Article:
UK Prime Minister Boris Johnson has urged all Brits to work from home where possible and to avoid eating out, after the government's controversial plan to tackle the coronavirus with "herd immunity" sparked fear and fury.
More than 1,500 cases of coronavirus have now been confirmed across the UK and 53 people have died, making it one of the top 10 worst outbreaks in Europe.
But the government has been slow to implement the same kind of tough social distancing measures its European neighbours, including Italy, Spain and France, have adopted, such as a ban on mass gatherings and shutting down restaurants, museums and all non-essential shops.
On Friday, the government's chief scientific adviser, Patrick Vallance, told BBC Radio 4 that one of "the key things we need to do" is to "build up some kind of herd immunity so more people are immune to this disease and we reduce the transmission".
Herd immunity is when a large proportion of the population – particularly younger and healthier people – catch the virus, recover, and build up their immunity in order to help protect older, more vulnerable citizens from contracting the disease.
But more than 200 scientists then wrote an open letter to the government urging it to reconsider the "risky" plan, saying it could cost lives and put unnecessary stress on the National Health Service (NHS).
"Going for herd immunity at this point does not seem a viable option, as this will put NHS at an even stronger level of stress, risking many more lives than necessary," the letter said.
"By putting in place social distancing measures now, the growth can be slowed down dramatically, and thousands of lives can be spared. We consider the social distancing measures taken as of today as insufficient, and we believe that additional and more restricted measures should be taken immediately, as it is already happening in other countries across the world."
'I THOUGHT IT WAS SATIRE'
Epidemiologist William Hanage, who researches and teaches the evolution of infectious diseases at Harvard's Chan School of Public Health, said when he heard about the UK government's herd immunity plan, he thought it was a joke.
"My colleagues here in the US, even as they are reeling from the stumbling response of the Donald Trump administration to the crisis, assumed that reports of the UK policy were satire – an example of the wry humour for which the country is famed. But they are all too real," he wrote in The Guardian on Sunday.
He likened the strategy to ignoring a house fire.
"Your house is on fire, and the people whom you have trusted with your care are not trying to put it out," he said.
"Even though they knew it was coming, and could see what happened to the neighbours as they were overwhelmed with terrifying speed, the UK government has inexplicably chosen to encourage the flames, in the misguided notion that somehow they will be able to control them."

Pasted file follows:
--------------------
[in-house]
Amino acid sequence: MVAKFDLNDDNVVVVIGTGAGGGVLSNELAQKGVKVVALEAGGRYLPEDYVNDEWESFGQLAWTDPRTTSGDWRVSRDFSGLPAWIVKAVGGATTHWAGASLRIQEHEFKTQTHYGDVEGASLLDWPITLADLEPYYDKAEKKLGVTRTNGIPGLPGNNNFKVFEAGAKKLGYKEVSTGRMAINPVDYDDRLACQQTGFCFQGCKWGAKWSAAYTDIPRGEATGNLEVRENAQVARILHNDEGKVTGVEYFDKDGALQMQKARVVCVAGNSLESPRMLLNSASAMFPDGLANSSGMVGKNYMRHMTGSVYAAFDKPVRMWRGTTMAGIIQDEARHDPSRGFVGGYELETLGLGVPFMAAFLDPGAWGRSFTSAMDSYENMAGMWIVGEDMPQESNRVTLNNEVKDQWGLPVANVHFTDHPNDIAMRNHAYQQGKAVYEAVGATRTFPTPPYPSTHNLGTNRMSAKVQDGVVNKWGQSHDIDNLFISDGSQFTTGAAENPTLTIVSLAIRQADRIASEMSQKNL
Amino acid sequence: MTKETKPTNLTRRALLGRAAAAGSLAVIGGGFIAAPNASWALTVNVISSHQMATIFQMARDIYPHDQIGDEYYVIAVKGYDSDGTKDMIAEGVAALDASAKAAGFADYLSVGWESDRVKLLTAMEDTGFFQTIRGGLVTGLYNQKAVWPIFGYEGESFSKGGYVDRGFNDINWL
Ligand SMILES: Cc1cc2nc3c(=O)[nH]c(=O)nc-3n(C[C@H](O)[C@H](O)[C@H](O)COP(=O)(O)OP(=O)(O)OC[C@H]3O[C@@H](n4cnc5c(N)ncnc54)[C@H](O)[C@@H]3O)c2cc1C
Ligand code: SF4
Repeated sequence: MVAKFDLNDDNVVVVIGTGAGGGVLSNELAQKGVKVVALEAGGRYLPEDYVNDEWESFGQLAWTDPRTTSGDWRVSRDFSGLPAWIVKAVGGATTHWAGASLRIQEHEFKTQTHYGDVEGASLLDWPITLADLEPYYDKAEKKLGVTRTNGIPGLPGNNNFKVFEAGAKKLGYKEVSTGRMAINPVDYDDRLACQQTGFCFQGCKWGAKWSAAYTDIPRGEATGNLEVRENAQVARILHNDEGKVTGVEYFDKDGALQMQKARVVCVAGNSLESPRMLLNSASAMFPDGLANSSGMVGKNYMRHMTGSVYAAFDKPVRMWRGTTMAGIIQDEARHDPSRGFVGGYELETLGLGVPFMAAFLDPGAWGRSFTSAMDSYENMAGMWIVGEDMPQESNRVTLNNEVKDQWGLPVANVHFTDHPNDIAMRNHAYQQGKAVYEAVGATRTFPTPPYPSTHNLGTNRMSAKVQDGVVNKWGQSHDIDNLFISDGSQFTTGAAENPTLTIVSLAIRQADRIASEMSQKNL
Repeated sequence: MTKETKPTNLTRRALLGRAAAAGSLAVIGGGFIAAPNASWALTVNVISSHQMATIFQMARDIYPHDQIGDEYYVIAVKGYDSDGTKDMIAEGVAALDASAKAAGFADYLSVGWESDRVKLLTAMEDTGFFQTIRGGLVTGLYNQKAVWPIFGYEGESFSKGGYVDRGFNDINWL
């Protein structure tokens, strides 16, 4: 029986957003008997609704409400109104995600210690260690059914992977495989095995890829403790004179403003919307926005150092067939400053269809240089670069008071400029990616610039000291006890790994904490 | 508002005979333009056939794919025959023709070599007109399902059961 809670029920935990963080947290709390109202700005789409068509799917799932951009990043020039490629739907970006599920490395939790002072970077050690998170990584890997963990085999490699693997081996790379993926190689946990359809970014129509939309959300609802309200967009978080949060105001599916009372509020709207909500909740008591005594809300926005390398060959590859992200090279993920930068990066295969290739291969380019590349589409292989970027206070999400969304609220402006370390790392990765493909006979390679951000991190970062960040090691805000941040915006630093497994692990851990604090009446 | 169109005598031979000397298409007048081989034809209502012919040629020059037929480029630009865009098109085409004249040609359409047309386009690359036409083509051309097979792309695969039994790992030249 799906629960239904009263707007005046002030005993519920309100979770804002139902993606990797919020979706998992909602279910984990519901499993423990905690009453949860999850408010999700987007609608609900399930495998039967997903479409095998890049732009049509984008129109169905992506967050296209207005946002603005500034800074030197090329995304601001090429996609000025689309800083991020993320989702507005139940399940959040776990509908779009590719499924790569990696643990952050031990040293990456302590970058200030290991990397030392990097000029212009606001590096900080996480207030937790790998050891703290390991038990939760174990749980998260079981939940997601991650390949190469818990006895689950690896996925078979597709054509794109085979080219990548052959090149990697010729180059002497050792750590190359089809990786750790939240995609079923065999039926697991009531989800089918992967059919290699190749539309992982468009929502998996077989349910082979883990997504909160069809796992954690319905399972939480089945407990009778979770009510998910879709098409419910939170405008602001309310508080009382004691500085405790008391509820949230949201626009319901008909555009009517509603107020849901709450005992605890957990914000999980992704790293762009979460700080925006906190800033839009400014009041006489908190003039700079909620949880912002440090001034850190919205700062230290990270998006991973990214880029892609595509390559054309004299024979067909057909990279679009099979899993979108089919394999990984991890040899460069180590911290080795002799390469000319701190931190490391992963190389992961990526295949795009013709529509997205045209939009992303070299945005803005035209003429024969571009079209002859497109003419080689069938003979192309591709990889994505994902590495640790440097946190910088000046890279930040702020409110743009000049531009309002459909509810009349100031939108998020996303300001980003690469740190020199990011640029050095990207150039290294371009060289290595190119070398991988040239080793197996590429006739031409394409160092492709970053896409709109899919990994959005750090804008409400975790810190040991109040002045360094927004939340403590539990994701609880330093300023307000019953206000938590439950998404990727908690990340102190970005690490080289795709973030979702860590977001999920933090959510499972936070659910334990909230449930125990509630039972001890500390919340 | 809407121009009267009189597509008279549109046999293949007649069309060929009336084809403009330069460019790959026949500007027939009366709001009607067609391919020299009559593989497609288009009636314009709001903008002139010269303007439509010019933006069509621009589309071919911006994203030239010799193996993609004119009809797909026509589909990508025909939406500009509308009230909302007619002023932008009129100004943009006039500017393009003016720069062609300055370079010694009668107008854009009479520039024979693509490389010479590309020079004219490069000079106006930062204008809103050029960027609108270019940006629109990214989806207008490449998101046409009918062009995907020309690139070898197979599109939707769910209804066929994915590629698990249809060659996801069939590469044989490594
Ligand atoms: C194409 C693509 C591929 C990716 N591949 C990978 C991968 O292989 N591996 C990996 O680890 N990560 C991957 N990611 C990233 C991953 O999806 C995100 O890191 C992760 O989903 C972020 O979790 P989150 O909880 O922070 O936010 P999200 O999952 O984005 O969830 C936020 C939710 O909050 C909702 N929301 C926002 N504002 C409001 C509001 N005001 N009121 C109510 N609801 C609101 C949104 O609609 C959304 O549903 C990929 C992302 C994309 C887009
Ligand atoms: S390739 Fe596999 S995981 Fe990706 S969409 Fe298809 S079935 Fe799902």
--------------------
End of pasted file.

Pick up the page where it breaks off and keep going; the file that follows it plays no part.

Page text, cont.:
School teachers and parents also reacted with fury on social media, threatening to walk off the job and keep their children at home, with the government yet to officially shutter schools and nurseries.
On Monday morning, #COVID-19Walkout was trending on Twitter as residents decided to take matters into their own hands.
"I don't want to stay at home, but I'm doing what is right for my family's health. This is a serious issue and the government isn't taking it like that. Do what's best for you. Please shut schools before it's too late," one wrote.
"Please! My mum is a teacher in her 60s, coming home to my dad in his 70s. As much as Boris finds them disposable, they're the only family I've got and they deserve a damn sight more than being written off to balance his books," another wrote.
GOVERNMENT ADVISES AGAINST PUBS, THEATRES
On Monday afternoon, Mr Johnson then announced all British citizens should work from home where possible and avoid going to pubs, clubs, theatres and other social venues to help stop the spread of the virus. But no official ban will be imposed just yet, he said.
"It looks as though we are approaching the fast growth part of the upward curve," he explained, after chairing another emergency COBR meeting.
The UK government will also no longer "support" mass gatherings and has advised people over the age of 70 to isolate themselves for 12 weeks.
"Now is the time for everyone to stop non-essential contact with others and to stop all unnecessary travel," Mr Johnson said.
Mr Vallance added that the government would consider closing schools, but only at "the right stage" of the outbreak.
Hotels and private hospitals may also be requisitioned so they can be turned into emergency treatment centres, according to an ITV report. The UK military could also be placed on standby to act where needed.
The new, ramped up measures come as Downing Street says it now plans to address the media every day to explain the government's next steps and ensure people are informed.
"The Prime Minister and this Government are committed to keeping the public informed every step of the way about what we're doing to fight the spread of coronavirus, when we're doing it and why we're doing it," a spokesman said on Monday.
"At all times we will be led by the science to bring forward the right responses at the right time to this global pandemic."
The manufacturing industry has also been urged to ramp up production of essential medical equipment for the NHS, such as ventilators.
"We are going to need a massive community response," health minister Matt Hancock told the BBC . "Every single person in this country is going to be affected."